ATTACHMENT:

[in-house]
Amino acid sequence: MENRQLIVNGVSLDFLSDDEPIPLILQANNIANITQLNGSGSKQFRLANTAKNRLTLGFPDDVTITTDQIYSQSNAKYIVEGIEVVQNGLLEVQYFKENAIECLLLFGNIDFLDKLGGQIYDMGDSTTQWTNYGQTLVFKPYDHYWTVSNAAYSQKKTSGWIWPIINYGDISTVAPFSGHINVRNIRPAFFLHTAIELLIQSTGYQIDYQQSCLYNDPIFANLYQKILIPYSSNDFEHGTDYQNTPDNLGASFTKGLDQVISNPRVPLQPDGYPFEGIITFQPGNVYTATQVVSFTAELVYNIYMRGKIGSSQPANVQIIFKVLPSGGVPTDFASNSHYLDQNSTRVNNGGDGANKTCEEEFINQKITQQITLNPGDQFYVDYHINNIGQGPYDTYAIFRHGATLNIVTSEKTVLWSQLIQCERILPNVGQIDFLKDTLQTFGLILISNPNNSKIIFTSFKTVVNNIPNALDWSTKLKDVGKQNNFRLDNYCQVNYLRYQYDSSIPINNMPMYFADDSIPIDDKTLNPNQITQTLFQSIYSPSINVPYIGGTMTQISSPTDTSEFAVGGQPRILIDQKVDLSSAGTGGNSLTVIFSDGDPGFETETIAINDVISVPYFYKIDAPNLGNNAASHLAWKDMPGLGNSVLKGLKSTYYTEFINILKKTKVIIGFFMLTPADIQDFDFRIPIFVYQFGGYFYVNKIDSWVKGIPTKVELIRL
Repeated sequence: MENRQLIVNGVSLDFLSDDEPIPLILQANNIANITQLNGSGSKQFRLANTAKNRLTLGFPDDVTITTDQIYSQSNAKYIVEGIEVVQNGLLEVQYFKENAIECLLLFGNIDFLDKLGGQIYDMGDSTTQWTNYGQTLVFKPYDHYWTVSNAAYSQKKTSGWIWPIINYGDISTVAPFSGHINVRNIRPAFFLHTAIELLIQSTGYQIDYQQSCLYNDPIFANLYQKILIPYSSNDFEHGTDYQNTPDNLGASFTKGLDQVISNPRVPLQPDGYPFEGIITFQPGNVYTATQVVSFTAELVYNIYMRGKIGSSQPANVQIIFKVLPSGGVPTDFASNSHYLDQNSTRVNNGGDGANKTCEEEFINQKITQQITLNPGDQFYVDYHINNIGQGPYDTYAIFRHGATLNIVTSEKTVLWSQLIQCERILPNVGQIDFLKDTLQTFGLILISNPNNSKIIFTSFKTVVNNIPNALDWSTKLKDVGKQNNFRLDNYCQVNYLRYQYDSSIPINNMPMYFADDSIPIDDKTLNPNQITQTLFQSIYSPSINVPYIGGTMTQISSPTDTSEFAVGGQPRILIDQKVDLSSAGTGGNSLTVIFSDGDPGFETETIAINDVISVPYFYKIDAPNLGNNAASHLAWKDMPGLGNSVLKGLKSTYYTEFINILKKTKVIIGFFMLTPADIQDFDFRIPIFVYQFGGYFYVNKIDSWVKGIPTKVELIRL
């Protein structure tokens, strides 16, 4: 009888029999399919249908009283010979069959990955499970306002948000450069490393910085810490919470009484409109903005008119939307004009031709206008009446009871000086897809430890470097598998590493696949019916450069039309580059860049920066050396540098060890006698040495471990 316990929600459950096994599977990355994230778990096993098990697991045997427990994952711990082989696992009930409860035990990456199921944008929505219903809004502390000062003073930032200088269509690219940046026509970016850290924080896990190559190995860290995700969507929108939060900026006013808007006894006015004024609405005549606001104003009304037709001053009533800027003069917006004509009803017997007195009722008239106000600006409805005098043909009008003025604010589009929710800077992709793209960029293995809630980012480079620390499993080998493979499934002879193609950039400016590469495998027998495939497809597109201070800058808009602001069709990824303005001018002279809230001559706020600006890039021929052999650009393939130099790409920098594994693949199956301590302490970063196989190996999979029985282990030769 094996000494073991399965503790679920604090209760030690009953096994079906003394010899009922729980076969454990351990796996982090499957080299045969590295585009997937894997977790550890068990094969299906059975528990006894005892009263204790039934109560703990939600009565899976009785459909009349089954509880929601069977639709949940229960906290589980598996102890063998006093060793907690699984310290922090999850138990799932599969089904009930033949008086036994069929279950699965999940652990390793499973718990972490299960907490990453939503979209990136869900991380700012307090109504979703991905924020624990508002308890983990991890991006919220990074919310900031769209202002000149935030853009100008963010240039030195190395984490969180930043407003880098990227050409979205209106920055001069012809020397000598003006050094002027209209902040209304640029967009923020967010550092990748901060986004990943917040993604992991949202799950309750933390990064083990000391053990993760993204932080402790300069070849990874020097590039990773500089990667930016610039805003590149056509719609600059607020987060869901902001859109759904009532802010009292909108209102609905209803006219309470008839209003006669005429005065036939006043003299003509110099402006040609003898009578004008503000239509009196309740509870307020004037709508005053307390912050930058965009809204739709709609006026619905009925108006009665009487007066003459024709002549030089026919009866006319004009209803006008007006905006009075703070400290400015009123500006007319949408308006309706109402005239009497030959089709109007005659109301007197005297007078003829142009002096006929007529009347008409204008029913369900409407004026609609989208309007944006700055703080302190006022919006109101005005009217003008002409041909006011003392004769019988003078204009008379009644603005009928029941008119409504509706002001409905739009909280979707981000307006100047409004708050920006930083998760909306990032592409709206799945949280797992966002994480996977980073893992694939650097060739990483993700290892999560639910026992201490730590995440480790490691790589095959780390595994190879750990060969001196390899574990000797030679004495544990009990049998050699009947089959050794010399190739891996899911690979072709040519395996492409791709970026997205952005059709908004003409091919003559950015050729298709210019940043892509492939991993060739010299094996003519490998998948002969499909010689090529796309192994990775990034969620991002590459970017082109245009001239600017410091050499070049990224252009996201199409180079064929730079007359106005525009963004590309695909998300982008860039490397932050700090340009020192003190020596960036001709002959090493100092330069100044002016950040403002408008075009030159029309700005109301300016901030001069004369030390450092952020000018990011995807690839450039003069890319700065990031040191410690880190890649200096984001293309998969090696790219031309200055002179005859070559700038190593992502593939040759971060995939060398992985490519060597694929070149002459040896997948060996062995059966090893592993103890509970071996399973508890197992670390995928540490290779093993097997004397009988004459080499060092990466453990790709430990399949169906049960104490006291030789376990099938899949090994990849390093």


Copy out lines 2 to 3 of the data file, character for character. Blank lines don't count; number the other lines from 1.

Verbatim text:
Amino acid sequence: MENRQLIVNGVSLDFLSDDEPIPLILQANNIANITQLNGSGSKQFRLANTAKNRLTLGFPDDVTITTDQIYSQSNAKYIVEGIEVVQNGLLEVQYFKENAIECLLLFGNIDFLDKLGGQIYDMGDSTTQWTNYGQTLVFKPYDHYWTVSNAAYSQKKTSGWIWPIINYGDISTVAPFSGHINVRNIRPAFFLHTAIELLIQSTGYQIDYQQSCLYNDPIFANLYQKILIPYSSNDFEHGTDYQNTPDNLGASFTKGLDQVISNPRVPLQPDGYPFEGIITFQPGNVYTATQVVSFTAELVYNIYMRGKIGSSQPANVQIIFKVLPSGGVPTDFASNSHYLDQNSTRVNNGGDGANKTCEEEFINQKITQQITLNPGDQFYVDYHINNIGQGPYDTYAIFRHGATLNIVTSEKTVLWSQLIQCERILPNVGQIDFLKDTLQTFGLILISNPNNSKIIFTSFKTVVNNIPNALDWSTKLKDVGKQNNFRLDNYCQVNYLRYQYDSSIPINNMPMYFADDSIPIDDKTLNPNQITQTLFQSIYSPSINVPYIGGTMTQISSPTDTSEFAVGGQPRILIDQKVDLSSAGTGGNSLTVIFSDGDPGFETETIAINDVISVPYFYKIDAPNLGNNAASHLAWKDMPGLGNSVLKGLKSTYYTEFINILKKTKVIIGFFMLTPADIQDFDFRIPIFVYQFGGYFYVNKIDSWVKGIPTKVELIRL
Repeated sequence: MENRQLIVNGVSLDFLSDDEPIPLILQANNIANITQLNGSGSKQFRLANTAKNRLTLGFPDDVTITTDQIYSQSNAKYIVEGIEVVQNGLLEVQYFKENAIECLLLFGNIDFLDKLGGQIYDMGDSTTQWTNYGQTLVFKPYDHYWTVSNAAYSQKKTSGWIWPIINYGDISTVAPFSGHINVRNIRPAFFLHTAIELLIQSTGYQIDYQQSCLYNDPIFANLYQKILIPYSSNDFEHGTDYQNTPDNLGASFTKGLDQVISNPRVPLQPDGYPFEGIITFQPGNVYTATQVVSFTAELVYNIYMRGKIGSSQPANVQIIFKVLPSGGVPTDFASNSHYLDQNSTRVNNGGDGANKTCEEEFINQKITQQITLNPGDQFYVDYHINNIGQGPYDTYAIFRHGATLNIVTSEKTVLWSQLIQCERILPNVGQIDFLKDTLQTFGLILISNPNNSKIIFTSFKTVVNNIPNALDWSTKLKDVGKQNNFRLDNYCQVNYLRYQYDSSIPINNMPMYFADDSIPIDDKTLNPNQITQTLFQSIYSPSINVPYIGGTMTQISSPTDTSEFAVGGQPRILIDQKVDLSSAGTGGNSLTVIFSDGDPGFETETIAINDVISVPYFYKIDAPNLGNNAASHLAWKDMPGLGNSVLKGLKSTYYTEFINILKKTKVIIGFFMLTPADIQDFDFRIPIFVYQFGGYFYVNKIDSWVKGIPTKVELIRL